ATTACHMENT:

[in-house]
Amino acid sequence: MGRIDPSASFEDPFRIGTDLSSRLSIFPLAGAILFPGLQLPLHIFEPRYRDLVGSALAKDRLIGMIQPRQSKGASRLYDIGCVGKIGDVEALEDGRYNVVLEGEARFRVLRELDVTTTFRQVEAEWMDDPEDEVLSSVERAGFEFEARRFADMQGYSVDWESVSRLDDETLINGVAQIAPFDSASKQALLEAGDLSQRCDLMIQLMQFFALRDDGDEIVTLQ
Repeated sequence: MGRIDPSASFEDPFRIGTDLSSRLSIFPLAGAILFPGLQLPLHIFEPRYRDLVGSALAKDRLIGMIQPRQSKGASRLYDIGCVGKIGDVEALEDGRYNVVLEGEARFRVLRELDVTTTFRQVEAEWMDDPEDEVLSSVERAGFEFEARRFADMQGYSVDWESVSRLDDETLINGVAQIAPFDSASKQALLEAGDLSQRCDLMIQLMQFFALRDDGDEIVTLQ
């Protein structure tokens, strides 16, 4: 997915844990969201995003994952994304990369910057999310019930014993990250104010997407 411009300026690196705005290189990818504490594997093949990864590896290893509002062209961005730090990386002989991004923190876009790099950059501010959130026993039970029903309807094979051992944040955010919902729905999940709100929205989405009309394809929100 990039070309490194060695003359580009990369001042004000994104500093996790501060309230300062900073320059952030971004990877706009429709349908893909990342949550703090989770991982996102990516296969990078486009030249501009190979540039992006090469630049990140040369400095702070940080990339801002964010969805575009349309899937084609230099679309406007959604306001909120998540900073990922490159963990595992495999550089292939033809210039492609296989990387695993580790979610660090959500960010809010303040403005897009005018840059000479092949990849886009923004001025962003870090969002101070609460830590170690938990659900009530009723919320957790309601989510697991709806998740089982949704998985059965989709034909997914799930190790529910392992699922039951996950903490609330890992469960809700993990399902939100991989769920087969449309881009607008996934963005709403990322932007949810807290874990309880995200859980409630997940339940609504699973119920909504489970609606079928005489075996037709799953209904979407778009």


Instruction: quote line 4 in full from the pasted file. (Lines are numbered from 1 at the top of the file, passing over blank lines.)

């Protein structure tokens, strides 16, 4: 997915844990969201995003994952994304990369910057999310019930014993990250104010997407 411009300026690196705005290189990818504490594997093949990864590896290893509002062209961005730090990386002989991004923190876009790099950059501010959130026993039970029903309807094979051992944040955010919902729905999940709100929205989405009309394809929100 990039070309490194060695003359580009990369001042004000994104500093996790501060309230300062900073320059952030971004990877706009429709349908893909990342949550703090989770991982996102990516296969990078486009030249501009190979540039992006090469630049990140040369400095702070940080990339801002964010969805575009349309899937084609230099679309406007959604306001909120998540900073990922490159963990595992495999550089292939033809210039492609296989990387695993580790979610660090959500960010809010303040403005897009005018840059000479092949990849886009923004001025962003870090969002101070609460830590170690938990659900009530009723919320957790309601989510697991709806998740089982949704998985059965989709034909997914799930190790529910392992699922039951996950903490609330890992469960809700993990399902939100991989769920087969449309881009607008996934963005709403990322932007949810807290874990309880995200859980409630997940339940609504699973119920909504489970609606079928005489075996037709799953209904979407778009």